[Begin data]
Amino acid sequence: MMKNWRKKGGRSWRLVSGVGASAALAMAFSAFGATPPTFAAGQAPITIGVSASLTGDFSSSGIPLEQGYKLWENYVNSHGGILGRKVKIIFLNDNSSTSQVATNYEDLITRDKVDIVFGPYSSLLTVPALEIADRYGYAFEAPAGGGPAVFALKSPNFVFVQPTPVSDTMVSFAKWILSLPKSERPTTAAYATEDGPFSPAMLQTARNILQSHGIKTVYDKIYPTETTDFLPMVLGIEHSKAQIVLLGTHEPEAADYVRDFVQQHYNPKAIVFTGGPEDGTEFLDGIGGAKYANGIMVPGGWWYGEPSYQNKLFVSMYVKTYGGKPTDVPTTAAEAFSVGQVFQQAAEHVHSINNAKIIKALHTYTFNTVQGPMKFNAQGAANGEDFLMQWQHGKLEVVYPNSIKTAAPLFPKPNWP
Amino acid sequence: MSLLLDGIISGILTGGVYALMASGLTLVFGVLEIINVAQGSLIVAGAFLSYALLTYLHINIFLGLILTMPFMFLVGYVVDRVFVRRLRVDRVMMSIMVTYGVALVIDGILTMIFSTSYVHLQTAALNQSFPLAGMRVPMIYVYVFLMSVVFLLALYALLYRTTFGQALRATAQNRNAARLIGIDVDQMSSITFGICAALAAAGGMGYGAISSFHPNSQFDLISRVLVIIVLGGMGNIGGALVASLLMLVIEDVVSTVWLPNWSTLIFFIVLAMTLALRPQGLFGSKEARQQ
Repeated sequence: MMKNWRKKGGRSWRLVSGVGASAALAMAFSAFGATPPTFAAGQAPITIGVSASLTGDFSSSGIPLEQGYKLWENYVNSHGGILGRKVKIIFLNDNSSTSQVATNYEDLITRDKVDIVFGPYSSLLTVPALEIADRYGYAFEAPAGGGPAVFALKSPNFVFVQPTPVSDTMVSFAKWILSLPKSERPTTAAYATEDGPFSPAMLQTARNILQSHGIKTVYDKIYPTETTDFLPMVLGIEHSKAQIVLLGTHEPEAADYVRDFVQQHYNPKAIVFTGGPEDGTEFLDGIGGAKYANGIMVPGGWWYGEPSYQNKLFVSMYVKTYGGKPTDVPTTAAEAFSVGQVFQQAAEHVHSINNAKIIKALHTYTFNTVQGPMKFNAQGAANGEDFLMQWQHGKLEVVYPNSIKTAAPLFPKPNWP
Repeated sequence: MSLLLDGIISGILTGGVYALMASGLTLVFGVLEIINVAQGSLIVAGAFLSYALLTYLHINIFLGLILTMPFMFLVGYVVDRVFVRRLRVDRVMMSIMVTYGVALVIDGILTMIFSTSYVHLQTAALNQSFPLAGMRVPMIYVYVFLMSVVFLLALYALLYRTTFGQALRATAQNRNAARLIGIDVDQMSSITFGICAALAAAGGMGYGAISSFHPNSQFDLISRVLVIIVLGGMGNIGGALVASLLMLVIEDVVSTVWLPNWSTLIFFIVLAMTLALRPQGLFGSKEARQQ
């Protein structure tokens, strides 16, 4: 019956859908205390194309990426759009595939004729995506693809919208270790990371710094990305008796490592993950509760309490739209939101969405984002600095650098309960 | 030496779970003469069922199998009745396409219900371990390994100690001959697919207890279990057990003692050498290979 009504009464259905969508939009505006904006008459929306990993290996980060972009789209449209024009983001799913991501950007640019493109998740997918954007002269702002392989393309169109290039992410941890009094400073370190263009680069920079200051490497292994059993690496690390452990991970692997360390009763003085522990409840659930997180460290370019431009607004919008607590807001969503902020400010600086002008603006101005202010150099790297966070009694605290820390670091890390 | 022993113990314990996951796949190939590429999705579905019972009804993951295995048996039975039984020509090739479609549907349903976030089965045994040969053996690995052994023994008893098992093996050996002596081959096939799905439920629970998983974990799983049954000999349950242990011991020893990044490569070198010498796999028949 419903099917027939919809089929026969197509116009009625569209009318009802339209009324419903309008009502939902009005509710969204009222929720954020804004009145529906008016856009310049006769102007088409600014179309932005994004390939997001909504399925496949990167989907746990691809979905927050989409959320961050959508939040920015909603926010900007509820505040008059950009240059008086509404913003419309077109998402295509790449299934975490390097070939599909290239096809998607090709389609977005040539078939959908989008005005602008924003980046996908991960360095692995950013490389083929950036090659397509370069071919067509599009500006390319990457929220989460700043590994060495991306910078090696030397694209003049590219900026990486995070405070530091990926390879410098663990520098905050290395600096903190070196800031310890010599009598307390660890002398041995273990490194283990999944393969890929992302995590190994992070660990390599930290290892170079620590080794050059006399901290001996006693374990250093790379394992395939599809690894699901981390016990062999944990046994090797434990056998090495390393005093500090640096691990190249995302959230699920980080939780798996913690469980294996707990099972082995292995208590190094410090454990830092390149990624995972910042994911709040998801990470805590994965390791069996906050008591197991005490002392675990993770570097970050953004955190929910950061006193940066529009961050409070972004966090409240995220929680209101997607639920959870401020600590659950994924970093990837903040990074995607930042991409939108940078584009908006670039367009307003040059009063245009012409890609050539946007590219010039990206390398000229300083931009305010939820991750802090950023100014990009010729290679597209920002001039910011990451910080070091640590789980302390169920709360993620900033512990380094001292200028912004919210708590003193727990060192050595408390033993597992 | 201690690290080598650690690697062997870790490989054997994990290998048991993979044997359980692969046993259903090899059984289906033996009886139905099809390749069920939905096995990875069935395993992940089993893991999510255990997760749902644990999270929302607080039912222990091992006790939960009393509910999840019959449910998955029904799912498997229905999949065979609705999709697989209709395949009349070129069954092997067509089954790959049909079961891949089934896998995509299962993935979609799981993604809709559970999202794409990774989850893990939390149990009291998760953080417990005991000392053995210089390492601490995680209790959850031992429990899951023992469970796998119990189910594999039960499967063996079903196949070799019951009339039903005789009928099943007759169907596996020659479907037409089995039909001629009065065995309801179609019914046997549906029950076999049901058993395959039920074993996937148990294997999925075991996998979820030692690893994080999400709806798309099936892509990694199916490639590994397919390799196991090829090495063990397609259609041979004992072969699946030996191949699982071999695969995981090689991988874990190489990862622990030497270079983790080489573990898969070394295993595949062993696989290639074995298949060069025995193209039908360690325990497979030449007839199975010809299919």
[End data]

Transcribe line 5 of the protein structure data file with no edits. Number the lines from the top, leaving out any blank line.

């Protein structure tokens, strides 16, 4: 019956859908205390194309990426759009595939004729995506693809919208270790990371710094990305008796490592993950509760309490739209939101969405984002600095650098309960 | 030496779970003469069922199998009745396409219900371990390994100690001959697919207890279990057990003692050498290979 009504009464259905969508939009505006904006008459929306990993290996980060972009789209449209024009983001799913991501950007640019493109998740997918954007002269702002392989393309169109290039992410941890009094400073370190263009680069920079200051490497292994059993690496690390452990991970692997360390009763003085522990409840659930997180460290370019431009607004919008607590807001969503902020400010600086002008603006101005202010150099790297966070009694605290820390670091890390 | 022993113990314990996951796949190939590429999705579905019972009804993951295995048996039975039984020509090739479609549907349903976030089965045994040969053996690995052994023994008893098992093996050996002596081959096939799905439920629970998983974990799983049954000999349950242990011991020893990044490569070198010498796999028949 419903099917027939919809089929026969197509116009009625569209009318009802339209009324419903309008009502939902009005509710969204009222929720954020804004009145529906008016856009310049006769102007088409600014179309932005994004390939997001909504399925496949990167989907746990691809979905927050989409959320961050959508939040920015909603926010900007509820505040008059950009240059008086509404913003419309077109998402295509790449299934975490390097070939599909290239096809998607090709389609977005040539078939959908989008005005602008924003980046996908991960360095692995950013490389083929950036090659397509370069071919067509599009500006390319990457929220989460700043590994060495991306910078090696030397694209003049590219900026990486995070405070530091990926390879410098663990520098905050290395600096903190070196800031310890010599009598307390660890002398041995273990490194283990999944393969890929992302995590190994992070660990390599930290290892170079620590080794050059006399901290001996006693374990250093790379394992395939599809690894699901981390016990062999944990046994090797434990056998090495390393005093500090640096691990190249995302959230699920980080939780798996913690469980294996707990099972082995292995208590190094410090454990830092390149990624995972910042994911709040998801990470805590994965390791069996906050008591197991005490002392675990993770570097970050953004955190929910950061006193940066529009961050409070972004966090409240995220929680209101997607639920959870401020600590659950994924970093990837903040990074995607930042991409939108940078584009908006670039367009307003040059009063245009012409890609050539946007590219010039990206390398000229300083931009305010939820991750802090950023100014990009010729290679597209920002001039910011990451910080070091640590789980302390169920709360993620900033512990380094001292200028912004919210708590003193727990060192050595408390033993597992 | 201690690290080598650690690697062997870790490989054997994990290998048991993979044997359980692969046993259903090899059984289906033996009886139905099809390749069920939905096995990875069935395993992940089993893991999510255990997760749902644990999270929302607080039912222990091992006790939960009393509910999840019959449910998955029904799912498997229905999949065979609705999709697989209709395949009349070129069954092997067509089954790959049909079961891949089934896998995509299962993935979609799981993604809709559970999202794409990774989850893990939390149990009291998760953080417990005991000392053995210089390492601490995680209790959850031992429990899951023992469970796998119990189910594999039960499967063996079903196949070799019951009339039903005789009928099943007759169907596996020659479907037409089995039909001629009065065995309801179609019914046997549906029950076999049901058993395959039920074993996937148990294997999925075991996998979820030692690893994080999400709806798309099936892509990694199916490639590994397919390799196991090829090495063990397609259609041979004992072969699946030996191949699982071999695969995981090689991988874990190489990862622990030497270079983790080489573990898969070394295993595949062993696989290639074995298949060069025995193209039908360690325990497979030449007839199975010809299919």